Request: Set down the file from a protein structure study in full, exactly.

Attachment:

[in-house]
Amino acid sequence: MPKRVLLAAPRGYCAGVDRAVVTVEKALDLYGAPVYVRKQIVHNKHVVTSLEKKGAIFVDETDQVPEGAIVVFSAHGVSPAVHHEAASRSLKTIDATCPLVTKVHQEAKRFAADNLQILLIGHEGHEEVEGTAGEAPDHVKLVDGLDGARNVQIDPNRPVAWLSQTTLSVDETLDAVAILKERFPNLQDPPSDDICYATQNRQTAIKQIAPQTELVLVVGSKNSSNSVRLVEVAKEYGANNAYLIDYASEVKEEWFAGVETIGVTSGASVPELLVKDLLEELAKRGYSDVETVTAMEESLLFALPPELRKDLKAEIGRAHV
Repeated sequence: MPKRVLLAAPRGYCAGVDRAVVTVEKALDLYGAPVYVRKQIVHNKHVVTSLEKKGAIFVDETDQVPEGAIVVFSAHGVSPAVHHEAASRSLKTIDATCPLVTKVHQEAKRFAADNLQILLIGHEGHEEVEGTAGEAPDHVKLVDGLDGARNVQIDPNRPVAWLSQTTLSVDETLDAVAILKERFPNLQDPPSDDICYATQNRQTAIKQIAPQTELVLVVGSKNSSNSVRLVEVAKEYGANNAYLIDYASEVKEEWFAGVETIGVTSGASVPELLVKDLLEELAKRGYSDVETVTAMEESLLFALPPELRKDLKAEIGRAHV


[in-house]
Amino acid sequence: MPKRVLLAAPRGYCAGVDRAVVTVEKALDLYGAPVYVRKQIVHNKHVVTSLEKKGAIFVDETDQVPEGAIVVFSAHGVSPAVHHEAASRSLKTIDATCPLVTKVHQEAKRFAADNLQILLIGHEGHEEVEGTAGEAPDHVKLVDGLDGARNVQIDPNRPVAWLSQTTLSVDETLDAVAILKERFPNLQDPPSDDICYATQNRQTAIKQIAPQTELVLVVGSKNSSNSVRLVEVAKEYGANNAYLIDYASEVKEEWFAGVETIGVTSGASVPELLVKDLLEELAKRGYSDVETVTAMEESLLFALPPELRKDLKAEIGRAHV
Repeated sequence: MPKRVLLAAPRGYCAGVDRAVVTVEKALDLYGAPVYVRKQIVHNKHVVTSLEKKGAIFVDETDQVPEGAIVVFSAHGVSPAVHHEAASRSLKTIDATCPLVTKVHQEAKRFAADNLQILLIGHEGHEEVEGTAGEAPDHVKLVDGLDGARNVQIDPNRPVAWLSQTTLSVDETLDAVAILKERFPNLQDPPSDDICYATQNRQTAIKQIAPQTELVLVVGSKNSSNSVRLVEVAKEYGANNAYLIDYASEVKEEWFAGVETIGVTSGASVPELLVKDLLEELAKRGYSDVETVTAMEESLLFALPPELRKDLKAEIGRAHV